VA continues nationwide campaign to prevent suicide

The Department of Veterans Affairs is pressing on with a broad campaign to reduce veterans’ suicide.

The men and women of the armed forces fought our country’s wars. Now as returning veterans many are caught in an equally tough fight at home. Veterans often suffer wounds incurred while in service, as well as post-traumatic stress—and much higher-than-average suicide rates than non-veterans. According to recent VA data, at least 6,000 veterans committed suicide each year between 2008 and 2016—marking a rate that’s 50 percent higher than for the rest of society.

In the VA’s latest move, a key group—known as the Mayor’s Challenge to Prevent Suicide Among Service Members, Veterans and their Families—came together to strategize at the end of March. The meeting included teams from seven different towns and cities—including such large metropolises as Kansas City, Mo. and Charlotte-Mecklenburg County, N.C.—as well as experts from the VA and the Substance Abuse and Mental Health Services Administration. The teams included military, community and municipal stakeholders.

“The mayor’s challenge provides a roadmap for how communities can contribute to the national effort of preventing Veteran suicide,” said VA Secretary Robert Wilkie in a press release. “We are pleased to continue our partnership with SAMHSA, so we can provide suicide-prevention training and support to the communities where Veterans live, work and thrive.”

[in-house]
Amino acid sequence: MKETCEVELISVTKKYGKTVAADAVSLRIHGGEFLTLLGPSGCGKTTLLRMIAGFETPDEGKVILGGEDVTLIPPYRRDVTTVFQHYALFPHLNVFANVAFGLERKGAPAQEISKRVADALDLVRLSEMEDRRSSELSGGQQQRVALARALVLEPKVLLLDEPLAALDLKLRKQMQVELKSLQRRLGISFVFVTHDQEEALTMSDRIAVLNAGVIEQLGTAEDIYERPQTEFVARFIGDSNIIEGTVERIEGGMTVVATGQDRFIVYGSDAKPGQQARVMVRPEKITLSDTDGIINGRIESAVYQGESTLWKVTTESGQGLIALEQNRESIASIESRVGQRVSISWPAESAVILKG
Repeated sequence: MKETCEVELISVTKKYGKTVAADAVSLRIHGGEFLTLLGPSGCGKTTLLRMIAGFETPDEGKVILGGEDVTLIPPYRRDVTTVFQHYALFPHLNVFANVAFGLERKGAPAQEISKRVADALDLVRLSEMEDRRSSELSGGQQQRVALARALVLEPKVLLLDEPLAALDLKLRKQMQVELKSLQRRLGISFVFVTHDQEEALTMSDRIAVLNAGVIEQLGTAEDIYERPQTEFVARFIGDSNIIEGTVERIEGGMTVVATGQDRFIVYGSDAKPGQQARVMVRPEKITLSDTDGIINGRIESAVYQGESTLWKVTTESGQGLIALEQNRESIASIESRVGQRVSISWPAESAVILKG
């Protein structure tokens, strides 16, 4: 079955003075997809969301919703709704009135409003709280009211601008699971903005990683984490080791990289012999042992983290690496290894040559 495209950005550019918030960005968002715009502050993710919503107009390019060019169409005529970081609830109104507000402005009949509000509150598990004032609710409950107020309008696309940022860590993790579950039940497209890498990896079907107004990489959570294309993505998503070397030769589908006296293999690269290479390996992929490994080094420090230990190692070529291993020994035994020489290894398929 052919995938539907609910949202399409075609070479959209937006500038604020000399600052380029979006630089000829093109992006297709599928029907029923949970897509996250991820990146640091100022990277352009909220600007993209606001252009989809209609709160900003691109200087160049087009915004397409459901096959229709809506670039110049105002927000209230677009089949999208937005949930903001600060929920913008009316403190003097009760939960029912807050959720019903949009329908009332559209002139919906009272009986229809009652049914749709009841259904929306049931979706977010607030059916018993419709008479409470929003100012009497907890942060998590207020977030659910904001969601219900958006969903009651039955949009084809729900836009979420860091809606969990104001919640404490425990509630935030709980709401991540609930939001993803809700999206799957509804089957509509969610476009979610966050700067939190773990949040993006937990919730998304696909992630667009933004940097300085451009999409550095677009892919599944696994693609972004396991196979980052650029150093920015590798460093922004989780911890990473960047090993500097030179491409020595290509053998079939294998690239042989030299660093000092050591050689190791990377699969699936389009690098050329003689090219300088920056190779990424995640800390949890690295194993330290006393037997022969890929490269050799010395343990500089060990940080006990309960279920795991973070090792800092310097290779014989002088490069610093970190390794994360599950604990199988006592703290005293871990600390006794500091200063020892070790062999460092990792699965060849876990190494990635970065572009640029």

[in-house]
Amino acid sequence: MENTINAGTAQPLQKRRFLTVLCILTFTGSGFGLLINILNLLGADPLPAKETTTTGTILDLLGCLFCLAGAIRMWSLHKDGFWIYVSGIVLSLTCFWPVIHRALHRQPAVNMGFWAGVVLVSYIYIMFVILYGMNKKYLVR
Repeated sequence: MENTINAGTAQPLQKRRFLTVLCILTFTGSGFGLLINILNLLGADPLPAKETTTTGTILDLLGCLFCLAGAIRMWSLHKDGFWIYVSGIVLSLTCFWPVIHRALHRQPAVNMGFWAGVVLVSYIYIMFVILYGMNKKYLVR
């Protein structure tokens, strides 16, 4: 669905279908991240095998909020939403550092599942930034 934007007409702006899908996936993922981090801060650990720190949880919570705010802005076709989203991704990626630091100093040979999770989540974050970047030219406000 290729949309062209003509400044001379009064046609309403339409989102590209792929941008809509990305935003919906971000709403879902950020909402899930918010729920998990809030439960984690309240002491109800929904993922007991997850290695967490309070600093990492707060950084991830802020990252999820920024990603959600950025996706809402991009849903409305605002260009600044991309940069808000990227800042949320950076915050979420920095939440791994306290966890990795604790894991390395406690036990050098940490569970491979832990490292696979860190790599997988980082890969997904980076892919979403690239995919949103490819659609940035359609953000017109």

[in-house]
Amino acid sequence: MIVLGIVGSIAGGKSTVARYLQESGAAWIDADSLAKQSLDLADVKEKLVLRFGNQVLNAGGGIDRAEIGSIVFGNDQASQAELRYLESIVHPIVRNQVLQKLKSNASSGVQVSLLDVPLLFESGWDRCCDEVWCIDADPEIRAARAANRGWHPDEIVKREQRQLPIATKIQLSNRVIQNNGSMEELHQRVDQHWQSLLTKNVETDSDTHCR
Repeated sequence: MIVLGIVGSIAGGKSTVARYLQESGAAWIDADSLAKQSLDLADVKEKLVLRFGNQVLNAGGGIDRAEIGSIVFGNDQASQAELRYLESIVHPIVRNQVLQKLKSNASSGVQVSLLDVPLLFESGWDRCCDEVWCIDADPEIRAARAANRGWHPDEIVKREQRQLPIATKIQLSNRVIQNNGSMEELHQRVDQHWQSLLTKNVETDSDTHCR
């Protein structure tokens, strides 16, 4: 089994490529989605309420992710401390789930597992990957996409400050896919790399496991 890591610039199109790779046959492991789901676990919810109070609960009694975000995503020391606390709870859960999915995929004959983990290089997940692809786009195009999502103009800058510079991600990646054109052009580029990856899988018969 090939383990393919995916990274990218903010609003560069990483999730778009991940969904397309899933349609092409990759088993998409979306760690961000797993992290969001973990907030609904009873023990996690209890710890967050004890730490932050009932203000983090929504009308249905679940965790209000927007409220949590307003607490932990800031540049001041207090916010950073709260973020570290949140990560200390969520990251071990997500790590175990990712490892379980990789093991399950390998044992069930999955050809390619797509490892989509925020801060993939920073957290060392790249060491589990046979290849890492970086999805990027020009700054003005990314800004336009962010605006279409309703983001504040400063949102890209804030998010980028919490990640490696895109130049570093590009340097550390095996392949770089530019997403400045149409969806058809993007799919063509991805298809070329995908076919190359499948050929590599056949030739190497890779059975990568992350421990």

The name comes from the project’s focus, to help local governments and organizations to devise strategies to fight the ongoing crisis that is claiming 16 veterans’ lives every day.

The Mayor’s Challenge has grown to include 24 cities across the country. From its origins nearly two years ago, it has been joined by the VA’s more recent Governor’s Challenge of ten states—as well as a presidential initiative and executive order calling for the wider development of a “comprehensive public health roadmap” to help roll back the high rate of veterans’ suicide. 

Over 600,000—or nearly a full one-third—of the nation’s more than two million federal employees are veterans, according to the Office of Personnel Management.

Call 800-273-8255 and press 1, or send a text message to 838255—or chat online at VeteransCrisisLine.net/Chat—if you or someone you know is in crisis or facing thoughts of suicide. 

Reader comments

Fri, Apr 5, 2019

To the last commenter--Regarding PTSD folks often need support from family and friends most. Absolutely true. They can also reach out to helpline and any other resources for assistance. We need more ways to help too. But I agree, supporting families that can support people with PTSD is totally necessary.

Thu, Apr 4, 2019

Please be advised that a person suffering from PTSD, depression or some other diagnosed or undiagnosed mental illness is likely unable to ask for help or “dial a helpline and chat”. The nature of ptsd, depression or other mental illnesses most likely require support from family and/or friends to persuade the vet to get up and go to a med facility/provider for help.

Please post your comments here. Comments are moderated, so they may not appear immediately after submitting. We will not post comments that we consider abusive or off-topic.

Please type the letters/numbers you see above

Contributors

Edward A. Zurndorfer Certified Financial Planner
Mike Causey Columnist
Tom Fox VP for Leadership and Innovation, Partnership for Public Service
Mathew B. Tully Legal Analyst

Free E-Newsletter

FederalDAILY

I agree to this site's Privacy Policy.

Stay Connected

Latest Forum Posts

Ask the Expert

Have a question regarding your federal employee benefits or retirement?

Submit a question